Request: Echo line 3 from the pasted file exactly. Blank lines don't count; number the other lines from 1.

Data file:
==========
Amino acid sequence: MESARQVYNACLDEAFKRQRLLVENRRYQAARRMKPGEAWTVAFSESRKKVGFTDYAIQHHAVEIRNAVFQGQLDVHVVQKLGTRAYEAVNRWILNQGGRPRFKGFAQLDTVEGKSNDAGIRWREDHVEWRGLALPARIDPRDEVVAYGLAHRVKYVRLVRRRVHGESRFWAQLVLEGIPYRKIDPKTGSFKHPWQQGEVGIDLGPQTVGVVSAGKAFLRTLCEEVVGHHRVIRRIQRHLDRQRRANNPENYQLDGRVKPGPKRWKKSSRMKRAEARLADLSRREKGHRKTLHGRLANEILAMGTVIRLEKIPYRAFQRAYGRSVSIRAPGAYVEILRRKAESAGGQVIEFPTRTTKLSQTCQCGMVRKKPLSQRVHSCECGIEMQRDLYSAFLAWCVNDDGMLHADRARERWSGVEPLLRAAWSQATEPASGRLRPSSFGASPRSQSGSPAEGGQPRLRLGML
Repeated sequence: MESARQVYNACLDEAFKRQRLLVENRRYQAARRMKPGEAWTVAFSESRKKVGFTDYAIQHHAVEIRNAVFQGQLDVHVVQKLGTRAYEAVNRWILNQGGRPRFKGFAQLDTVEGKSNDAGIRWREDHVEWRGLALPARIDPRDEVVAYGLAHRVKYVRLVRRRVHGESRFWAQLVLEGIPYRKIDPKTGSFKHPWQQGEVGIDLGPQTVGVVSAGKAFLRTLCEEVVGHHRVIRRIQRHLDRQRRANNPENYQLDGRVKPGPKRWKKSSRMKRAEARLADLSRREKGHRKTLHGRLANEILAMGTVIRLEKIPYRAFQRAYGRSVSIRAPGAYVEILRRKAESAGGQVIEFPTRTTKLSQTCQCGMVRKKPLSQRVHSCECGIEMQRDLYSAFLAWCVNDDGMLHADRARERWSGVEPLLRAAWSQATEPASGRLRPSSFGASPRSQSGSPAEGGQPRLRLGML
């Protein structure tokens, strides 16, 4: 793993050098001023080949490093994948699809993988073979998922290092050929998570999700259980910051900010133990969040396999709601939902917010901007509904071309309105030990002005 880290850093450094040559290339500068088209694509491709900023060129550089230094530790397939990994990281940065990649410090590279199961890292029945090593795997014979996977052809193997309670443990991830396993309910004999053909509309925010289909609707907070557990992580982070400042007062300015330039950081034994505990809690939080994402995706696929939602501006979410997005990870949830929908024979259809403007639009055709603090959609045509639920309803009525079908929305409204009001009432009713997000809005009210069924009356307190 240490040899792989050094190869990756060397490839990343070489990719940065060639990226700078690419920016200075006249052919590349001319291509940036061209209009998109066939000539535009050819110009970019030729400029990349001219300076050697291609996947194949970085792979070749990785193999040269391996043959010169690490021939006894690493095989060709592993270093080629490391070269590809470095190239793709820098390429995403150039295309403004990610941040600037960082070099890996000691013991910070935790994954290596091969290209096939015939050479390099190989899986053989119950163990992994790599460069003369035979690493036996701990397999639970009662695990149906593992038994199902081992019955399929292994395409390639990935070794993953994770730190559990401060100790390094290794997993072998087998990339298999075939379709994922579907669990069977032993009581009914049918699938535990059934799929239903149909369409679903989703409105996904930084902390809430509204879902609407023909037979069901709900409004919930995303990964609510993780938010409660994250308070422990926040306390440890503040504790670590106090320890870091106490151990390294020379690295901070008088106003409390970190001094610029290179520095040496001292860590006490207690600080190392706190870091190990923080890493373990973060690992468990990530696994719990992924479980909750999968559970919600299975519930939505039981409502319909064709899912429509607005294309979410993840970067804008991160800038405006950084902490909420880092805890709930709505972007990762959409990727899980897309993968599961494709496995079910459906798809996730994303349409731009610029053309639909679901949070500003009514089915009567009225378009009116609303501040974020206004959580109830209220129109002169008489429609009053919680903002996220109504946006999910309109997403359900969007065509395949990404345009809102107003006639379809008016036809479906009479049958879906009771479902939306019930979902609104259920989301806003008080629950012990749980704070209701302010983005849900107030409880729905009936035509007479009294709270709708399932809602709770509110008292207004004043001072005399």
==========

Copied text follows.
């Protein structure tokens, strides 16, 4: 793993050098001023080949490093994948699809993988073979998922290092050929998570999700259980910051900010133990969040396999709601939902917010901007509904071309309105030990002005 880290850093450094040559290339500068088209694509491709900023060129550089230094530790397939990994990281940065990649410090590279199961890292029945090593795997014979996977052809193997309670443990991830396993309910004999053909509309925010289909609707907070557990992580982070400042007062300015330039950081034994505990809690939080994402995706696929939602501006979410997005990870949830929908024979259809403007639009055709603090959609045509639920309803009525079908929305409204009001009432009713997000809005009210069924009356307190 240490040899792989050094190869990756060397490839990343070489990719940065060639990226700078690419920016200075006249052919590349001319291509940036061209209009998109066939000539535009050819110009970019030729400029990349001219300076050697291609996947194949970085792979070749990785193999040269391996043959010169690490021939006894690493095989060709592993270093080629490391070269590809470095190239793709820098390429995403150039295309403004990610941040600037960082070099890996000691013991910070935790994954290596091969290209096939015939050479390099190989899986053989119950163990992994790599460069003369035979690493036996701990397999639970009662695990149906593992038994199902081992019955399929292994395409390639990935070794993953994770730190559990401060100790390094290794997993072998087998990339298999075939379709994922579907669990069977032993009581009914049918699938535990059934799929239903149909369409679903989703409105996904930084902390809430509204879902609407023909037979069901709900409004919930995303990964609510993780938010409660994250308070422990926040306390440890503040504790670590106090320890870091106490151990390294020379690295901070008088106003409390970190001094610029290179520095040496001292860590006490207690600080190392706190870091190990923080890493373990973060690992468990990530696994719990992924479980909750999968559970919600299975519930939505039981409502319909064709899912429509607005294309979410993840970067804008991160800038405006950084902490909420880092805890709930709505972007990762959409990727899980897309993968599961494709496995079910459906798809996730994303349409731009610029053309639909679901949070500003009514089915009567009225378009009116609303501040974020206004959580109830209220129109002169008489429609009053919680903002996220109504946006999910309109997403359900969007065509395949990404345009809102107003006639379809008016036809479906009479049958879906009771479902939306019930979902609104259920989301806003008080629950012990749980704070209701302010983005849900107030409880729905009936035509007479009294709270709708399932809602709770509110008292207004004043001072005399």